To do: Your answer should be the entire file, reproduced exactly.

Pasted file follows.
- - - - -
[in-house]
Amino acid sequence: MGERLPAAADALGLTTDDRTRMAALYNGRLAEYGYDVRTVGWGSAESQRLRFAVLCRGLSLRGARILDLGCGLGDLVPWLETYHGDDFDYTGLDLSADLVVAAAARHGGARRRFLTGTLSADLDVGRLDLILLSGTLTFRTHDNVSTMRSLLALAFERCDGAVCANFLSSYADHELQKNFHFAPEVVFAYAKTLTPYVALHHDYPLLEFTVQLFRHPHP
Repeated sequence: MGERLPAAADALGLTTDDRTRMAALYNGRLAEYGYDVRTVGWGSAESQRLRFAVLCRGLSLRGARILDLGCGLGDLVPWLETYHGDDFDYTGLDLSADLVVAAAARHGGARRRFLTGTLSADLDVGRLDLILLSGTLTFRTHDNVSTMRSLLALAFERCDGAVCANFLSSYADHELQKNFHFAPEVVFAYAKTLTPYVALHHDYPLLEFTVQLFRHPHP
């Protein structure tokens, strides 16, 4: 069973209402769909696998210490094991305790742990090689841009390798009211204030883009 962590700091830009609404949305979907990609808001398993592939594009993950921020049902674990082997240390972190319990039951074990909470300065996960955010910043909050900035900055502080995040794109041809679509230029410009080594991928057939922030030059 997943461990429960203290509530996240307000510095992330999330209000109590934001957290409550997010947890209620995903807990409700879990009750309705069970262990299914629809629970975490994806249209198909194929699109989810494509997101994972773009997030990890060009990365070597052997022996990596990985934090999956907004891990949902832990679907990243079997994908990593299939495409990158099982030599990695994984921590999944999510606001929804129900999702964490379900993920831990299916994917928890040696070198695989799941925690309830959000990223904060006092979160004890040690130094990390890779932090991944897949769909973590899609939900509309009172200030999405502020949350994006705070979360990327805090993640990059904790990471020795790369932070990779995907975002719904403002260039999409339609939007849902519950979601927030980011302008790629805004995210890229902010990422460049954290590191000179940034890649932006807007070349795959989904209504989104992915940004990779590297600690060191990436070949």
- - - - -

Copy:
[in-house]
Amino acid sequence: MGERLPAAADALGLTTDDRTRMAALYNGRLAEYGYDVRTVGWGSAESQRLRFAVLCRGLSLRGARILDLGCGLGDLVPWLETYHGDDFDYTGLDLSADLVVAAAARHGGARRRFLTGTLSADLDVGRLDLILLSGTLTFRTHDNVSTMRSLLALAFERCDGAVCANFLSSYADHELQKNFHFAPEVVFAYAKTLTPYVALHHDYPLLEFTVQLFRHPHP
Repeated sequence: MGERLPAAADALGLTTDDRTRMAALYNGRLAEYGYDVRTVGWGSAESQRLRFAVLCRGLSLRGARILDLGCGLGDLVPWLETYHGDDFDYTGLDLSADLVVAAAARHGGARRRFLTGTLSADLDVGRLDLILLSGTLTFRTHDNVSTMRSLLALAFERCDGAVCANFLSSYADHELQKNFHFAPEVVFAYAKTLTPYVALHHDYPLLEFTVQLFRHPHP
């Protein structure tokens, strides 16, 4: 069973209402769909696998210490094991305790742990090689841009390798009211204030883009 962590700091830009609404949305979907990609808001398993592939594009993950921020049902674990082997240390972190319990039951074990909470300065996960955010910043909050900035900055502080995040794109041809679509230029410009080594991928057939922030030059 997943461990429960203290509530996240307000510095992330999330209000109590934001957290409550997010947890209620995903807990409700879990009750309705069970262990299914629809629970975490994806249209198909194929699109989810494509997101994972773009997030990890060009990365070597052997022996990596990985934090999956907004891990949902832990679907990243079997994908990593299939495409990158099982030599990695994984921590999944999510606001929804129900999702964490379900993920831990299916994917928890040696070198695989799941925690309830959000990223904060006092979160004890040690130094990390890779932090991944897949769909973590899609939900509309009172200030999405502020949350994006705070979360990327805090993640990059904790990471020795790369932070990779995907975002719904403002260039999409339609939007849902519950979601927030980011302008790629805004995210890229902010990422460049954290590191000179940034890649932006807007070349795959989904209504989104992915940004990779590297600690060191990436070949």